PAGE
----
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Immigration Daily October 11, 2002
Previous Issues
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Editor's Comments

The deadline for the second session for the "Event of the Year" is Friday, October 11th. "INS, DOS, DOL - The Search For Consistency" features Ron Klasko and Tammy Fox-Isicoff joined by Jacqueline Bednarz of INS, Steve Fischel of DOS, and Harry Sheinfeld of DOL. For more info, including registration information online, click here. For more info, including registration information by fax, click here.

Errata: Typographical errors in State Department Issues Rules For 2004 Diversity Visa Lottery by Greg Siskind and Amy Ballentine have been corrected. The first paragraph in Section IIc of An Analysis Of The Child Status Protection Act - Updated by Cyrus D. Mehta has been replaced with new text.


INS/DOL/DOS Seminar Deadline Is Friday, October 11th

ILW.COM's seminar course "INS, DOS, DOL - The Search for Consistency" features Jacqueline Bednarz (INS), Steve Fischel (DOS) and Harry Sheinfeld (DOL). Leading the discussion will be distinguished practitioners Ron Klasko and Tammy Fox-Isicoff who are justly reputed to be dynamic and incisive speakers. Each of the seminar course's 3 sessions features 30 minutes of Q&A with the speakers.

Many complex immigration issues require resolution with more than one government agency. Examples include H-1B and adjustment portability, 245(i) labor certification grandfathering, ACWIA issues, 212 waiver issues, changes in location or salaries of H-1Bs, changes from adjustment of status to consular processing, substitution of experience for education, J-1 issues and consular readjudication of approved petitions.

Many opportunities exist to ask the INS or the DOL or the DOS for that agency's position on particular issues. However, this seminar is a rare opportunity to confront three of the most knowledgeable government officials in one forum to resolve issues where their respective agencies have taken contrary or inconsistent positions.

The following is the curriculum for "INS, DOS, DOL - The Search for Consistency"

FIRST Phone Session on September 10, 2002: DOL/INS Issues
This session will deal with DOL and INS positions on cutting edge issues including:

  • Start date of H-1B employment where issuance of social security number delayed
  • 245(i) grandfathering based on withdrawn or denied labor certification applications
  • Effect of concurrent filing on labor certification substitutions
  • Impact of leaves of absence on H-1B aliens and employers
  • Effect of changes in employer structure, job description full-time status, salary and location of employment on LCA, I-129, ETA, I-140 and I-485

SECOND Phone Session on October 16, 2002: DOS/INS Issues
This session will deal with DOS and INS positions on cutting edge issues, including:

  • Child Status Protection Act
  • Concurrent adjustment/consular processing issues
  • Consular readjudication/revocation of INS-approved petitions
  • 3 and 10 year bar waivers
  • Travel by H-1B portable aliens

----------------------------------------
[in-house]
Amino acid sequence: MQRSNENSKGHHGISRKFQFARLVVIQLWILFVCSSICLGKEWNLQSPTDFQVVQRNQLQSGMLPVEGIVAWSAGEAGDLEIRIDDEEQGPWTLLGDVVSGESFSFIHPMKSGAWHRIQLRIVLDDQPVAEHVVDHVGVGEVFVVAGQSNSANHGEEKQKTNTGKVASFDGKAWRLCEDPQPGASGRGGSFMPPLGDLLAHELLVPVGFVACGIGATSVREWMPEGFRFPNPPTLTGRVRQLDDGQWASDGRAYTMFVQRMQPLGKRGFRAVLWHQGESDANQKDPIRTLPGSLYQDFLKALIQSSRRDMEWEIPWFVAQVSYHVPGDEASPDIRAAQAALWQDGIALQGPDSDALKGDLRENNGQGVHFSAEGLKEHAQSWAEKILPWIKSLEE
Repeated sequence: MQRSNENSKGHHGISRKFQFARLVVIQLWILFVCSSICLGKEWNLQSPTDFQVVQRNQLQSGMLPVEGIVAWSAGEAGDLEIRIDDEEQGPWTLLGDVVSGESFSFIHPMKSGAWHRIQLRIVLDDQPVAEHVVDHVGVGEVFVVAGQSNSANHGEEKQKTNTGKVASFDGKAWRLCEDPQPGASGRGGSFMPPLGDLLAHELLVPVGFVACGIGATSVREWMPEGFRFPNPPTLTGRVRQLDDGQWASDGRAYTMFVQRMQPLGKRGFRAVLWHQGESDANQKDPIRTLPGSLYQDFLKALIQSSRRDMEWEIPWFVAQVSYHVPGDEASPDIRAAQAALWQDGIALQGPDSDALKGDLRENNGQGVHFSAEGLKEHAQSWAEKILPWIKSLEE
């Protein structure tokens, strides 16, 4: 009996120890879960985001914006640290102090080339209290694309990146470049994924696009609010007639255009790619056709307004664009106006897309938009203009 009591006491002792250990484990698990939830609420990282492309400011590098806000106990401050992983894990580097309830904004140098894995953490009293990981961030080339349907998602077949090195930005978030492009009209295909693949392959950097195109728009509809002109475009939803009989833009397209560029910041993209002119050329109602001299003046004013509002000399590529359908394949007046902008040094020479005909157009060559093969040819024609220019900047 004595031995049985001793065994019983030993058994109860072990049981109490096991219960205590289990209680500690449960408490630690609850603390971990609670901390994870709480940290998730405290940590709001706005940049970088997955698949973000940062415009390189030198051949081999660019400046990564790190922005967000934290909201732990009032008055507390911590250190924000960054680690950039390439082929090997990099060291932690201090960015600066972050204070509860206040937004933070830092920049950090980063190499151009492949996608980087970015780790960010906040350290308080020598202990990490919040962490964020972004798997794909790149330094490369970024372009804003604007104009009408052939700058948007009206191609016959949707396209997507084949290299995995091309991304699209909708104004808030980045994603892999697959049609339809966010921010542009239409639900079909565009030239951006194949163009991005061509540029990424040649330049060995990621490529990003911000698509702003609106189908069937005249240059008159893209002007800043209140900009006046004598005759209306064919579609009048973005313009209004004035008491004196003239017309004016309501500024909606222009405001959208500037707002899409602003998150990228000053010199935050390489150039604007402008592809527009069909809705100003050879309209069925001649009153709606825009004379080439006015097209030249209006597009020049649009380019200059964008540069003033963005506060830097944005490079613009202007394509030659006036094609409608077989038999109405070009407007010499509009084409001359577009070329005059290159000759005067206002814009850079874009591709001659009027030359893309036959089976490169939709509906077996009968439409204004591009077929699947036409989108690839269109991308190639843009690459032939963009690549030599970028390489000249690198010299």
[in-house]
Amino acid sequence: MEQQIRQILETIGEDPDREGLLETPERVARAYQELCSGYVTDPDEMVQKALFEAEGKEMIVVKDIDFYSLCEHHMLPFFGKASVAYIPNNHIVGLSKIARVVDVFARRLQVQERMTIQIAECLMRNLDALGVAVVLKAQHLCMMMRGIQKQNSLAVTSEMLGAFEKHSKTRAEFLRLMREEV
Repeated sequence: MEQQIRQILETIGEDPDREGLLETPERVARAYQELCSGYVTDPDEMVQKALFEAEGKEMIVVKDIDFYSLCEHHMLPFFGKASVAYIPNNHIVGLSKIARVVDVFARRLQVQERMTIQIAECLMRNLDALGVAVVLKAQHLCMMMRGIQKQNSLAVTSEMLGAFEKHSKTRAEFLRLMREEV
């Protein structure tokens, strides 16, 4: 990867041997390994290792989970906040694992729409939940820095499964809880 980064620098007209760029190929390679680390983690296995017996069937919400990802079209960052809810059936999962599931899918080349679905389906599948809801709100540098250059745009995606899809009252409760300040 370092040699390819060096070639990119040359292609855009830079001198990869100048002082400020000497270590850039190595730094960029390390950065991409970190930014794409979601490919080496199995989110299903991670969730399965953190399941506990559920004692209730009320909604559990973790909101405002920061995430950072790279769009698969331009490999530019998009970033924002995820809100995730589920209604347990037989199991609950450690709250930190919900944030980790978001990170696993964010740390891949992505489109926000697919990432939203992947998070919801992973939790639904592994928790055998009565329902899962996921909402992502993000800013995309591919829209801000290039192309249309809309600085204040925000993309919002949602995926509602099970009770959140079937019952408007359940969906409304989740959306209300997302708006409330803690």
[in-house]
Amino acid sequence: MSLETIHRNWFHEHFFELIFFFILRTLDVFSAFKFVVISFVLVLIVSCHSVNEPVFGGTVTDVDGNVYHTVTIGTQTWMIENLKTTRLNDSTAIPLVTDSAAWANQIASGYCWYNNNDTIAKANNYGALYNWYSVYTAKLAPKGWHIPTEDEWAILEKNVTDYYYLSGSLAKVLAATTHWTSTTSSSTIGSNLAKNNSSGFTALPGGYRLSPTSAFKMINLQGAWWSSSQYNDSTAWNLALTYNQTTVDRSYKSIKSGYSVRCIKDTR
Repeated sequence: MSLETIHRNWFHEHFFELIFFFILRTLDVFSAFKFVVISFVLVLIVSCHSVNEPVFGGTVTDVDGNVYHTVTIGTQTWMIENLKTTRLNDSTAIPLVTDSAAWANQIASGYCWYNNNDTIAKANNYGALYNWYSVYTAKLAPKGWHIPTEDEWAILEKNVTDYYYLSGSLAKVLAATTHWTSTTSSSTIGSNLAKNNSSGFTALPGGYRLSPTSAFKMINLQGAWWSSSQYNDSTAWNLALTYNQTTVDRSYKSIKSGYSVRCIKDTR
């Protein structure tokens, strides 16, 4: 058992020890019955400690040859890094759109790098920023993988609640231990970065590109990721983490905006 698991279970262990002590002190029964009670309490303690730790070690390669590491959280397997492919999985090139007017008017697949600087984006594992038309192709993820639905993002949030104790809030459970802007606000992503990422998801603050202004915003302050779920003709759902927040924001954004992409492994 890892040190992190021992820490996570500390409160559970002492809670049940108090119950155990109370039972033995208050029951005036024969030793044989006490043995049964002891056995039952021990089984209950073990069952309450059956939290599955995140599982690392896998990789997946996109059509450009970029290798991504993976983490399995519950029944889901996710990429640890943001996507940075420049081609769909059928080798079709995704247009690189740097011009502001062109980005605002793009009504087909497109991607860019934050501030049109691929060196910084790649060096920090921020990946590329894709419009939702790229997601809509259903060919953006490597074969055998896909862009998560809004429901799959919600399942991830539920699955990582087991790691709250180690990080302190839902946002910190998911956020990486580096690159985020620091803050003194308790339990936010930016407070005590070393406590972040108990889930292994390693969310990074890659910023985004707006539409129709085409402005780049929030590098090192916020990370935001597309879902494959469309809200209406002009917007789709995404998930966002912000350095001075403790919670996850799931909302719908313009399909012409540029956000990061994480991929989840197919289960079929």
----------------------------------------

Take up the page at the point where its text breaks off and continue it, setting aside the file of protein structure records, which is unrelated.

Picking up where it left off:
• Who is subject to the two-year return requirement?
  • Accompanying or following to join

THIRD Phone Session on November 20, 2002:

  • Summary of DOL/INS/DOS positions on cross-agency issues
  • Hot Issues at DOL, INS and DOS
  • Impact of formation of Homeland Security Department on DOL, INS, DOS
  • Post-election legislative forecast for the new Congress
  • 2003 - a look ahead
Speakers for this seminar series include:

Jacqueline Bednarz, Special Assistant to the Executive Associate Commissioner for the Office of Policy and Planning of the Immigration and Naturalization Service in Washington, D.C.

Steve Fischel, the Director of Legislation, Regulations and Advisory Assistance in the visa office of the Department of State.

Harry Sheinfeld, Litigation Counsel in the Employment and Training Legal Services Division, Office of the Solicitor, at the U.S. Department of Labor.

For more info, including registration information online, click here.
For more info, including registration information by fax, click here.

Featured Article

"Doris, Check Out That Cabana Boy"
Jose Latour asks "Wouldn't it make more sense to expand the availability of the H- 2B visa on a trial basis to remove the seasonal "provision" at least until labor data shows the availability of American workers to fill such positions?"

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Immigration Law News

Hold On DOS Nomination Due To Frustrated Parents Of Abducted Children
Sen. Grassley (R-IA) put a hold "on the nomination of Ms. Maura Harty to be Director of the Office of Consular Affairs within the Department of State." Among his reasons "I am seeking to know more about cases of international child abductions, which have left many parents frustrated with our Government. Many parents do not believe that Ms. Harty, in her capacity as the Managing Director of the Office of Overseas Citizens Services, vigorously pursued the interest of American abducted children."

Sen. Kennedy Supports Relief For 9/11 Victims
Sen. Kennedy (D-MA) spoke in support of relief for 9/11 victims saying "... in the USA PATRIOT Act, we provided temporary immigration relief for lawful nonimmigrants who are survivors of the September 11 attacks. This relief ended last month, and it has proved to be too short. A single year is not sufficient time for these families to sort out their affairs before returning to their native lands."